What happens when the radio craze gets mixed up with a production line mistake? You get the UX-199, a popular general purpose vacuum tubes in the 1920s.
The UV-199 came about because of a mistake. In the early 20th century, General Electric’s Harrison Lamp Works was very busy manufacturing light bulbs for a rapidly electrifying America. Adding to its already large workload, in the late 1910s, the plant also began to manufacture vacuum tubes, the lamp-like devices that were revolutionizing electronics. In 1920, General Electric released the UV-200 and UV-201, manufacturing them in their Harrison Lamp Works. This was the first vacuum tube that the Radio Corporation of America (RCA) ever marketed, and although RCA would later go on to market (and later manufacture) billions of tubes, in the first decade of its life, the company’s main purpose was to provide ship-to-ship or ship-to-shore telegraphic communication. It did, however, serve as the distributing arm of General Electric and Westinghouse thanks to cross-licensing agreements signed with those two companies in 1920.
However, sometime in late 1920, there was a problem in the Harrison Lamp Works. The UV-201 (as well as many of the lightbulbs produced by the facility) normally used a tungsten filament wire, but some in some of these tubes the filament was accidently contaminated with thorium dioxide, a compound often used in incandescent gas mantles. Rather than ruin the batch, researchers at GE quickly realized that these thoriated filaments allowed the tubes to work at a lower filament temperature. Intensive research ensued to create new, more efficient filaments. After creating some specialty tubes for the Navy, the Harrison plant began to manufacture the first commercially available thoriated tubes, the UV-201a (which was functionally equivalent to the UV-201), and the UV-199. The latter tube was a three-electrode general purpose triode developed for use with dry-cell batteries, the most common battery type for home electronic use.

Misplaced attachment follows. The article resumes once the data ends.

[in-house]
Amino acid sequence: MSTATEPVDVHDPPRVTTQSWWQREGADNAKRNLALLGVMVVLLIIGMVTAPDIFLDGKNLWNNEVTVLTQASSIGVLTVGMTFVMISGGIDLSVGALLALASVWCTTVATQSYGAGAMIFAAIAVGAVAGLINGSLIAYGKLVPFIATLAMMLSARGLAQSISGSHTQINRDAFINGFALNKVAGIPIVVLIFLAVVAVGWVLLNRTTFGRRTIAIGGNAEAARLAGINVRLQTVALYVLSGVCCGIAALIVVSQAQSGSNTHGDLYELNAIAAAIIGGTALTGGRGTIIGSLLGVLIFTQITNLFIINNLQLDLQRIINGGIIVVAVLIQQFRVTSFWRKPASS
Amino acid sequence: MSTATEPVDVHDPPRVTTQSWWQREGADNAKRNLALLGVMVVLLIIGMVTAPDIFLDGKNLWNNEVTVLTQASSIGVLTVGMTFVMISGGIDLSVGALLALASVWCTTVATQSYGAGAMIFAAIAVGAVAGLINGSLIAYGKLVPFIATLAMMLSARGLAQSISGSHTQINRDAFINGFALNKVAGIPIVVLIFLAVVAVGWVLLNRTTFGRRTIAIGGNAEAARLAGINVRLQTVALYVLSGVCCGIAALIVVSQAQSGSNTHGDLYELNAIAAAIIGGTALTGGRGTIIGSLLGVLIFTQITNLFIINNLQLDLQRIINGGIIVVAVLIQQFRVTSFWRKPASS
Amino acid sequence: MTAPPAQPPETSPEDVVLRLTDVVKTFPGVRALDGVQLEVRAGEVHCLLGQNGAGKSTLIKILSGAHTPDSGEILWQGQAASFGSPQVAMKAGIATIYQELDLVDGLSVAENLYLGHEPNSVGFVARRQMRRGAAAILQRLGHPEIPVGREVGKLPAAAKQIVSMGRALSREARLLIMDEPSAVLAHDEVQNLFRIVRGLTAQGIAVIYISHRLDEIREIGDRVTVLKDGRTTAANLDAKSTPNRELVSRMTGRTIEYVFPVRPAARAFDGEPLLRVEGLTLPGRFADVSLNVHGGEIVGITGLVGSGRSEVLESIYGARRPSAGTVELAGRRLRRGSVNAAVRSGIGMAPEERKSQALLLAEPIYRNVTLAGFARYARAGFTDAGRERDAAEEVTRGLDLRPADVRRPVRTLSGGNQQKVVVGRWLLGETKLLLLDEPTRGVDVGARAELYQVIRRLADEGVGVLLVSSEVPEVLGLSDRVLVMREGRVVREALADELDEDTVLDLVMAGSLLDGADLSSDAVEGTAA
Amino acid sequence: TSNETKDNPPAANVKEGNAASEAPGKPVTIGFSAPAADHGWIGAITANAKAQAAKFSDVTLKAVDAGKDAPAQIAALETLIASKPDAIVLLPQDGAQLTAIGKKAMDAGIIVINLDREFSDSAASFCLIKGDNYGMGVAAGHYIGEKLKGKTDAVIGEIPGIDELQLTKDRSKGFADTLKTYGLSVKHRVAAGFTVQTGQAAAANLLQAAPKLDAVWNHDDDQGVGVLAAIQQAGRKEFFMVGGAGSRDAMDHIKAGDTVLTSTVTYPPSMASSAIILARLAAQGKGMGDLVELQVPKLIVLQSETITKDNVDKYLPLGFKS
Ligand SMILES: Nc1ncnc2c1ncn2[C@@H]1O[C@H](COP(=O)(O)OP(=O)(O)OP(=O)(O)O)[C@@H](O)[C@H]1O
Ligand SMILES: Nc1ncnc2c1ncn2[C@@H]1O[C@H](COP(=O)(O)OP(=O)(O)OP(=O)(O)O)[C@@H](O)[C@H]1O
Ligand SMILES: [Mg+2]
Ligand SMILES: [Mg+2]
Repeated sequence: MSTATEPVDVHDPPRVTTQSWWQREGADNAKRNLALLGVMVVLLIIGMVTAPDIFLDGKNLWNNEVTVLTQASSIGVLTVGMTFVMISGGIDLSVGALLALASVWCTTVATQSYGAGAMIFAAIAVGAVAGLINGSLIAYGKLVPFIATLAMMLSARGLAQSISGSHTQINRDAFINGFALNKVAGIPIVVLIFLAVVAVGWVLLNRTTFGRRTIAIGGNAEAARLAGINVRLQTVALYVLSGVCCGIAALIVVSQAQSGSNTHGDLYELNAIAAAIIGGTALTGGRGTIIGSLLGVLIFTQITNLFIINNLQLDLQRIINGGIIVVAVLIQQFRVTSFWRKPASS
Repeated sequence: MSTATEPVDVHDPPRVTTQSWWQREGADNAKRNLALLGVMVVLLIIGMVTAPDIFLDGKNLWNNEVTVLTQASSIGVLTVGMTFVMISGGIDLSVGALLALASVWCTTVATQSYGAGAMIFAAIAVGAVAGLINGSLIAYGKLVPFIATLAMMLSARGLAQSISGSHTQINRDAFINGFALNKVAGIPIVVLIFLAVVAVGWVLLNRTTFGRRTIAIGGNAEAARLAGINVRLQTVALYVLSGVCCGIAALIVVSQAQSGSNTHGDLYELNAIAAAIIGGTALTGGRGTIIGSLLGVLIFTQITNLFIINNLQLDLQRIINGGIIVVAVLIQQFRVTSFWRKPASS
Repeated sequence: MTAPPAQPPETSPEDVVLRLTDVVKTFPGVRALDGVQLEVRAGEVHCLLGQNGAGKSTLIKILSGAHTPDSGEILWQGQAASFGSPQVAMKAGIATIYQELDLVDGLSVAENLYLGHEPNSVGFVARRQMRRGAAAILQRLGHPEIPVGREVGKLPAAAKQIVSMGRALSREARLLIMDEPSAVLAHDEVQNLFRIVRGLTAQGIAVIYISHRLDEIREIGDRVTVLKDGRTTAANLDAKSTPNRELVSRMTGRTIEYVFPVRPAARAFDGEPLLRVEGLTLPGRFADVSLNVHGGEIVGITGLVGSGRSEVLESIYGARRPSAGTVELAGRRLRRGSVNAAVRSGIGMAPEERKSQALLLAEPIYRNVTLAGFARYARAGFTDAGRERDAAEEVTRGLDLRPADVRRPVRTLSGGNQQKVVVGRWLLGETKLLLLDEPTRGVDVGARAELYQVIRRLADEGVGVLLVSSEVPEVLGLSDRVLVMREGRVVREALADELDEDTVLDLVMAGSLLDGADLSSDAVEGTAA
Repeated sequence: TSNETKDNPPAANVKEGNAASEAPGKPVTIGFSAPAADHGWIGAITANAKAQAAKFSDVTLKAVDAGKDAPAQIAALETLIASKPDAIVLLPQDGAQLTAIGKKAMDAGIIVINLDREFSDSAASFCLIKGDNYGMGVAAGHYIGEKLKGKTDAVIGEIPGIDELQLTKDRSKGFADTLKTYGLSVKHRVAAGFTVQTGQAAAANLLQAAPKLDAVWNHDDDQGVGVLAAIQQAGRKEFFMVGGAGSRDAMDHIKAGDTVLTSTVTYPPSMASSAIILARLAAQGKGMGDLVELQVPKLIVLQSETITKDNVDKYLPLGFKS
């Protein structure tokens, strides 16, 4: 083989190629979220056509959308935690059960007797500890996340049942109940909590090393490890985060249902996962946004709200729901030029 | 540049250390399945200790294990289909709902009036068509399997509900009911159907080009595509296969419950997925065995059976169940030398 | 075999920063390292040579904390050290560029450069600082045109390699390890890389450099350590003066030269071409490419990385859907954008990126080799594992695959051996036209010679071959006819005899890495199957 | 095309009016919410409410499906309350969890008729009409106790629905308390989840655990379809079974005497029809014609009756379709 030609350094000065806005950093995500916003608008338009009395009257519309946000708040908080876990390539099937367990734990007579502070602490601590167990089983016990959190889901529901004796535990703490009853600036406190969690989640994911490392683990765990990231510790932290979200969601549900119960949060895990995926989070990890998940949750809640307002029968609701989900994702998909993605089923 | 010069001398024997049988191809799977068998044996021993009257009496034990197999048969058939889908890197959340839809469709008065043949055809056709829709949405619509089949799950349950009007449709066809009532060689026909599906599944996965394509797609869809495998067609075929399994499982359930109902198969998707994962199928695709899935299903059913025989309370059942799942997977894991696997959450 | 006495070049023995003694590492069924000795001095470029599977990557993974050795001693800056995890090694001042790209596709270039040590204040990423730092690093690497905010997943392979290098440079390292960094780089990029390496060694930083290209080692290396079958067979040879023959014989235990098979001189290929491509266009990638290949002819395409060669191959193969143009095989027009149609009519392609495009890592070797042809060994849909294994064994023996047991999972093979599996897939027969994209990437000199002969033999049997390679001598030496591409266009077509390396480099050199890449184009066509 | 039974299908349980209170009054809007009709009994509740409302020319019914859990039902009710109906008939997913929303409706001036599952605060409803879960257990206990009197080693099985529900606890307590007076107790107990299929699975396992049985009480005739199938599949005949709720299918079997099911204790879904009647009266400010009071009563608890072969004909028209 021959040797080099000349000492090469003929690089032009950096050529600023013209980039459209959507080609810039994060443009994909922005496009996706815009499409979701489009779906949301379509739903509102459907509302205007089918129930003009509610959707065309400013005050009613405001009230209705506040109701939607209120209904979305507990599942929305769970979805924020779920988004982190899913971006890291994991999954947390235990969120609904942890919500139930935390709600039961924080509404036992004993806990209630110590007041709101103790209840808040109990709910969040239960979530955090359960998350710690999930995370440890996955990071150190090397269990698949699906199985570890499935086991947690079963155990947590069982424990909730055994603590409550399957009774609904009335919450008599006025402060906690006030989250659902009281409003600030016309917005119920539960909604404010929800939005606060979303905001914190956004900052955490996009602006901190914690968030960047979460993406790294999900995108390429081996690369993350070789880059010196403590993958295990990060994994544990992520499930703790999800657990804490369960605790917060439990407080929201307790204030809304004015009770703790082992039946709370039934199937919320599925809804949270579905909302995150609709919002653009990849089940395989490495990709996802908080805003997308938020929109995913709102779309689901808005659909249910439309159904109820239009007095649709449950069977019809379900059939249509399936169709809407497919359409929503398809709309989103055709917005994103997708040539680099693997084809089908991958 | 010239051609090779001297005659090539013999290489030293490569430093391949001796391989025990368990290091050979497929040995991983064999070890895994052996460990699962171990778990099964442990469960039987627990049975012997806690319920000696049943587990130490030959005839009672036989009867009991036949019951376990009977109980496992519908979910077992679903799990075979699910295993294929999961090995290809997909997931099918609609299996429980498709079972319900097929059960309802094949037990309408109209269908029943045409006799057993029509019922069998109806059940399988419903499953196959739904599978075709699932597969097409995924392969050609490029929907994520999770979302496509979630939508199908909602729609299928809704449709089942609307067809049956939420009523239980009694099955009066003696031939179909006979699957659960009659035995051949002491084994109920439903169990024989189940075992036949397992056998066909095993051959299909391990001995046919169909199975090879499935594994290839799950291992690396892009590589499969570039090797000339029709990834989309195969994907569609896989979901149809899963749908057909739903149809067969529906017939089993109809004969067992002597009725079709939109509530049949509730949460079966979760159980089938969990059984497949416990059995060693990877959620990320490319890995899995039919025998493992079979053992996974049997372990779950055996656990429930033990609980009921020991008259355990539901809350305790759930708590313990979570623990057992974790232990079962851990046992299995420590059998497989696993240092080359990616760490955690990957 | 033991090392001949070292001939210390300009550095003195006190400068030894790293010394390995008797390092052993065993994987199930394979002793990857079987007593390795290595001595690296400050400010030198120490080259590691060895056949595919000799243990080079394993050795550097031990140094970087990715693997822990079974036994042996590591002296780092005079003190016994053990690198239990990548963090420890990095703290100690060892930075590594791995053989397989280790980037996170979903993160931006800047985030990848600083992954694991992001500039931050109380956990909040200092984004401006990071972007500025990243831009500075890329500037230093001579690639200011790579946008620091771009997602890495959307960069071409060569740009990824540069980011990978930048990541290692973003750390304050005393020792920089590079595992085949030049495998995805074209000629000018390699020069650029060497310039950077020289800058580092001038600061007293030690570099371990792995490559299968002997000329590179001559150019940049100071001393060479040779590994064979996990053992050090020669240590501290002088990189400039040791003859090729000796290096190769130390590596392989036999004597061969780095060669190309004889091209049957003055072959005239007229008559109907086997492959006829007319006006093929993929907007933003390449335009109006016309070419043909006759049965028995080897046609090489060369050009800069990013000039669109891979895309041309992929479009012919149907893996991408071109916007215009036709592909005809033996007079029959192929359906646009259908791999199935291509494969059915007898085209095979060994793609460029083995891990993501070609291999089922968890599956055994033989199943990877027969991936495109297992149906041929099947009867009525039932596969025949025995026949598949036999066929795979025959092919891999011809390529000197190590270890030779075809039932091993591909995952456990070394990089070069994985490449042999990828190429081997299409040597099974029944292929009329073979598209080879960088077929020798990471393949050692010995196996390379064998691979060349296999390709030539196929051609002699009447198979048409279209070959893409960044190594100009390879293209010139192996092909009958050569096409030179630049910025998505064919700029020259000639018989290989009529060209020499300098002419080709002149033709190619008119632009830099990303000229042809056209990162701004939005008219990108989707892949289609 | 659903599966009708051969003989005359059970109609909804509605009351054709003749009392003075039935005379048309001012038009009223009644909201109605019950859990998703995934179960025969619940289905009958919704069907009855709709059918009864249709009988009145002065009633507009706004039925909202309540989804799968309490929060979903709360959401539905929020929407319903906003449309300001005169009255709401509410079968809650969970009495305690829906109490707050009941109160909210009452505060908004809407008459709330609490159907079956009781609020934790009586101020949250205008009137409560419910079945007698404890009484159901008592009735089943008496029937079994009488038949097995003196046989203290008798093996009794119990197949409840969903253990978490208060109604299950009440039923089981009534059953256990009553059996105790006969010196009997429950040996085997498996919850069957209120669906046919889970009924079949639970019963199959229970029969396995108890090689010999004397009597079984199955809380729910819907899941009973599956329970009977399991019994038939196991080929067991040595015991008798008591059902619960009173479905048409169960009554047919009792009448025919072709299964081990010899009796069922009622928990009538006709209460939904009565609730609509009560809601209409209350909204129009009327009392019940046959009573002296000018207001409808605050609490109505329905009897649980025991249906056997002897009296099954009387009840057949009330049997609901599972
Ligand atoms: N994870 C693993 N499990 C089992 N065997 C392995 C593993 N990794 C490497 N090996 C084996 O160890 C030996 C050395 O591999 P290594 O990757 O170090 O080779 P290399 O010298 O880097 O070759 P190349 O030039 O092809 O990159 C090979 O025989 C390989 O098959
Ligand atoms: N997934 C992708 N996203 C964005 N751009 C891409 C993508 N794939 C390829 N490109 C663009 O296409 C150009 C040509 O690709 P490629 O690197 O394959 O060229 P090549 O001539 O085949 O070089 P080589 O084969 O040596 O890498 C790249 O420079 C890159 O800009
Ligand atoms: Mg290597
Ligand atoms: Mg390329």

The UV-199, which was publicly announced at the New York Radio Show in December 1922, was plagued with problems. Structurally, however, it was interesting. It was the last RCA tube to use very short pins—they were 1/8-inch long, and springs in the socket would make the connection on the end (in something called a bayonet slot). By August of 1925, RCA replaced the UV-199 with the UX-199. The UX-199 had none of the problems of the UV-199, and it also did away with the shorter pins. In fact, RCA never used this type of base again, and the longer pins became standard. The tube was manufactured until 1931, even though almost no new receivers used the UX-199 tube after 1927. The UX-199 in the Sarnoff Collection is from after 1927, which we can date because our tube has nickel-plated contact pins, which RCA introduced in that year.
Text by: Florencia Pierri
 “Harrison/ West Newark Lamp Works,” http://www.lamptech.co.uk/Documents/Factory%20-%20US%20-%20Harrison.htm
 For a timeline of RCA’s history, see RCA: How a Company Became an Industry, https://davidsarnoff.tcnj.edu/timelines/rca-how-a-company-became-an-industry/
 Gerald F. J. Tyne, Saga of the Vacuum Tube. (Indianapolis: Howard H. Sams and Co., 1977), 313.
 Ibid., pp. 313-314.